Ever wondered how your gas, electricity, water and broadband are supplied to your house? Or what those workers digging a big hole in the road are looking for?

Most utility services, including water, gas, electricity and telecommunications are distributed via buried cables or pipework of some kind. Much of this utility infrastructure, which can be more than 200 years old, lies under the nation’s roads; plus there are old sewers, some dating from Roman times, redundant mineshafts and foundations on brownfield sites.

With so much infrastructure under our feet, it can be a big problem trying to locate pipes and cables when something goes wrong or if they need to be replaced, which can lead to excavations in the wrong place and traffic congestion.

Many civil engineering constructions and interventions also require us to open up the ground. This can be a risky procedure because, as well as not knowing precisely where to dig, we also often don’t know the condition of the ground (ie, density variations, water content, strength). This is why we carry out site investigations.

Current sensing technologies are limited in terms of resolution and depth penetration. At Birmingham, a collaboration between civil engineers – like myself – and physicists is bringing a new capability to underground sensing by exploiting quantum technology (QT). The new sensors we are developing, especially the Quantum Technology Gravity sensors, promise to add to our arsenal of sensing technologies and fill a potential gap.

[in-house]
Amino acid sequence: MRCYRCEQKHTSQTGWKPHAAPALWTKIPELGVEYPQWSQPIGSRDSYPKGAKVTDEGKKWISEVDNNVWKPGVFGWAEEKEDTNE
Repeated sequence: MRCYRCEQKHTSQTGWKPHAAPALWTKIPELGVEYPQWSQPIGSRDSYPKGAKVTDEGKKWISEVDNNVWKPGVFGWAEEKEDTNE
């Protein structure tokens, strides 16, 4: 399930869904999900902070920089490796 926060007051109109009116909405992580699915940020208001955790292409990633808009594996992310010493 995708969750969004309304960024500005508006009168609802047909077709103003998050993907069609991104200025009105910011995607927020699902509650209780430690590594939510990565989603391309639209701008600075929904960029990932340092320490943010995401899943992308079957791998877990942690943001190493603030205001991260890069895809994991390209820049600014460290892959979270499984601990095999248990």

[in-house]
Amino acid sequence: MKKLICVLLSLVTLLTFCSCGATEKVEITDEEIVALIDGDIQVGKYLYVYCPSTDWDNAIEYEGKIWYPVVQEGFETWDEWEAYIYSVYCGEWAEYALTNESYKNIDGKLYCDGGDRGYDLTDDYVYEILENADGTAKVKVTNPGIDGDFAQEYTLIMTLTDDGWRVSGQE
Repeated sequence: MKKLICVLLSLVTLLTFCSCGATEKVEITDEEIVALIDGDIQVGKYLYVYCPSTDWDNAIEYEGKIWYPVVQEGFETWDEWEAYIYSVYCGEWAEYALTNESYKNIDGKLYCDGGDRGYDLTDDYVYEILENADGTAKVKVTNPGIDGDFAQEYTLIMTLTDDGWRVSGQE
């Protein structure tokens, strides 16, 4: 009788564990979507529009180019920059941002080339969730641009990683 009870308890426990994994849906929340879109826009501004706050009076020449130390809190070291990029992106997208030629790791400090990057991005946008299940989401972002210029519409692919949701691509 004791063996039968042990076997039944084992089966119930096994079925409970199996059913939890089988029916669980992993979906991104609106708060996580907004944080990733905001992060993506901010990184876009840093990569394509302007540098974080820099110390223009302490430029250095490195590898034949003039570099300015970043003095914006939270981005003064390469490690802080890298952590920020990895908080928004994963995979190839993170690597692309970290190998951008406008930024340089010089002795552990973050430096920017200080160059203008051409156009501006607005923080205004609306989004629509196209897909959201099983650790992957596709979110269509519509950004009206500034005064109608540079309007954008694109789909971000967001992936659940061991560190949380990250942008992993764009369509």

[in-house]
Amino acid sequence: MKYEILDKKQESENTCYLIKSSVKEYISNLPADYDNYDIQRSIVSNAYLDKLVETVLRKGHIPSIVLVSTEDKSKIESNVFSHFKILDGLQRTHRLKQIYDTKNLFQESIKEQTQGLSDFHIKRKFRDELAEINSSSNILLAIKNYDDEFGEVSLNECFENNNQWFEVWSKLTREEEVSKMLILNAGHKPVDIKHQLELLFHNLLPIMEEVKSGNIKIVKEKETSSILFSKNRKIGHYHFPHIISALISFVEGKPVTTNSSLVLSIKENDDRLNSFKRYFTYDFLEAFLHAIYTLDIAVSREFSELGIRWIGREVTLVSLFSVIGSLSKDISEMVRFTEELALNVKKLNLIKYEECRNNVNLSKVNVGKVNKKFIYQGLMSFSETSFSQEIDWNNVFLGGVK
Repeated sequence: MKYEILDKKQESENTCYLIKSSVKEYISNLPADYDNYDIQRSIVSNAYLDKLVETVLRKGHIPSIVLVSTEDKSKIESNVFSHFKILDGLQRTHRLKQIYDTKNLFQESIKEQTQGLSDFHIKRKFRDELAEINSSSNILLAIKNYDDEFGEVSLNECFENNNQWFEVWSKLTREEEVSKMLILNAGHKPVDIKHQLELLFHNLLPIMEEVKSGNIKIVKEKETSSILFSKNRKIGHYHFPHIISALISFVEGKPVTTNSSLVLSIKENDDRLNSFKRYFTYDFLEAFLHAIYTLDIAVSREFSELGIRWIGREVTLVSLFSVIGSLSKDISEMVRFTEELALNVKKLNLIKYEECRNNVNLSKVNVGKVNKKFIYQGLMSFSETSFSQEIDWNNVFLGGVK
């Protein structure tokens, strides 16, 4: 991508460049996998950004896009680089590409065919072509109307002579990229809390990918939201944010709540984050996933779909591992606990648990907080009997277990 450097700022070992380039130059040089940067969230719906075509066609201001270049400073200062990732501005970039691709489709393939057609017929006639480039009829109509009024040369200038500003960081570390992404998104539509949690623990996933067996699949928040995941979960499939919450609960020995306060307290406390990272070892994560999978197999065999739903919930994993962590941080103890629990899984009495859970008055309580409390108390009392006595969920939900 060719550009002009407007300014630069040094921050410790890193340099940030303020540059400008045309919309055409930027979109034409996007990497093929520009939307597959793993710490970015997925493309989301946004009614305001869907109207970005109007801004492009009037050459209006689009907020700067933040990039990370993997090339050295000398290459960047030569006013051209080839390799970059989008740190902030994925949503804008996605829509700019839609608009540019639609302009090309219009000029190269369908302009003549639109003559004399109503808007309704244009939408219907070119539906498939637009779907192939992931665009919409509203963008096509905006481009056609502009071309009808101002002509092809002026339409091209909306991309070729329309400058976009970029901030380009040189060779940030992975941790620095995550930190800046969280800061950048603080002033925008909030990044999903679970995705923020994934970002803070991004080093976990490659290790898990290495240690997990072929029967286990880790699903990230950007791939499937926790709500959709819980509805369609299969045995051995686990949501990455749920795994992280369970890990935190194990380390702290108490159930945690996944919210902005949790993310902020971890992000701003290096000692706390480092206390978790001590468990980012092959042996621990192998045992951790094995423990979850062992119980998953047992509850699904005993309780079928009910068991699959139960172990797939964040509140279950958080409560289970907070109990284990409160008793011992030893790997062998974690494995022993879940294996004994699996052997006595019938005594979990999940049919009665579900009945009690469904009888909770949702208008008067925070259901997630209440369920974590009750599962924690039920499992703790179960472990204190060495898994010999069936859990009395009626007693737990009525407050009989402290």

This work is part of research that will be carried out in our new world-leading National Buried Infrastructure Facility, which will support research, education and training to allow our academics to carry out work at almost full scale.

With better knowledge of where existing infrastructure is, what condition it is in and the ground it is buried in, we will be able to use our underground space much more sustainably, reduce the risk of inadvertently damaging buried assets during excavation (with potentially dangerous consequences), reduce delays due to unnecessary work and reduce costs due to project over-runs. By using underground resources such as groundwater, heat and minerals more effectively, and freeing space above ground for green corridors and sustainable transport, our cities of the future could offer us a better quality of life.

Did you know?

About a mile of artificial mineshaft tunnel twists around in the earth beneath the University’s Edgbaston campus. Built in 1905 to give mining students a taste of a working life underground, the ‘mine’ closed in the 1960s, when the teaching of mining at Birmingham ended, but the tunnel remains.

Nicole features in the University’s new Heroes advertising campaign.

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